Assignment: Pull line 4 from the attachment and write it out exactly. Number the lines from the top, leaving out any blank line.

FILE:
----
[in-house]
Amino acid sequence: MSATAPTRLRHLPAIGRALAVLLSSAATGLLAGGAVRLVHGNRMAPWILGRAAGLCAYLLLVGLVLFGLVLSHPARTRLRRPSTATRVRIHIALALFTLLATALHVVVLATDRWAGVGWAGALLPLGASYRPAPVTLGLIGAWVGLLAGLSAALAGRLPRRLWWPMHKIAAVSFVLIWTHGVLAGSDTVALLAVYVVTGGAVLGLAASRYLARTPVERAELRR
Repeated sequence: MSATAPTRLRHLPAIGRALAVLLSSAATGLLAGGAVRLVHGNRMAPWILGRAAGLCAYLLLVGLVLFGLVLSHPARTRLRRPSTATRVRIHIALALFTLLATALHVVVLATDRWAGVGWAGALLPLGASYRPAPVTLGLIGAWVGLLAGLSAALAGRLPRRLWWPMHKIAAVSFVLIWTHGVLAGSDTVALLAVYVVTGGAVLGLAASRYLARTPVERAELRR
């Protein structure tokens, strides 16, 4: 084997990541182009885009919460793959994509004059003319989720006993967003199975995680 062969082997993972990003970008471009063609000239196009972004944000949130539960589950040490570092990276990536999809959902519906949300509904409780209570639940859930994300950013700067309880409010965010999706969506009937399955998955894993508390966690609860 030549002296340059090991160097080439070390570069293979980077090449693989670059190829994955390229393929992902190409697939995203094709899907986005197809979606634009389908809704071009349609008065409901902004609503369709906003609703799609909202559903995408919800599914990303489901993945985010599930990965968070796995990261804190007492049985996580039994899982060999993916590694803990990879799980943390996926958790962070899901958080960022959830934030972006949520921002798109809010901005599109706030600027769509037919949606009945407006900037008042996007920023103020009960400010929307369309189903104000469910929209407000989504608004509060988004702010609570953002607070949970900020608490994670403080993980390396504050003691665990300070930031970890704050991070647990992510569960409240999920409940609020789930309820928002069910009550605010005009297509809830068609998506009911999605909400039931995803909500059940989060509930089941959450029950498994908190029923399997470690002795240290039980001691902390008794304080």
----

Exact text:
């Protein structure tokens, strides 16, 4: 084997990541182009885009919460793959994509004059003319989720006993967003199975995680 062969082997993972990003970008471009063609000239196009972004944000949130539960589950040490570092990276990536999809959902519906949300509904409780209570639940859930994300950013700067309880409010965010999706969506009937399955998955894993508390966690609860 030549002296340059090991160097080439070390570069293979980077090449693989670059190829994955390229393929992902190409697939995203094709899907986005197809979606634009389908809704071009349609008065409901902004609503369709906003609703799609909202559903995408919800599914990303489901993945985010599930990965968070796995990261804190007492049985996580039994899982060999993916590694803990990879799980943390996926958790962070899901958080960022959830934030972006949520921002798109809010901005599109706030600027769509037919949606009945407006900037008042996007920023103020009960400010929307369309189903104000469910929209407000989504608004509060988004702010609570953002607070949970900020608490994670403080993980390396504050003691665990300070930031970890704050991070647990992510569960409240999920409940609020789930309820928002069910009550605010005009297509809830068609998506009911999605909400039931995803909500059940989060509930089941959450029950498994908190029923399997470690002795240290039980001691902390008794304080």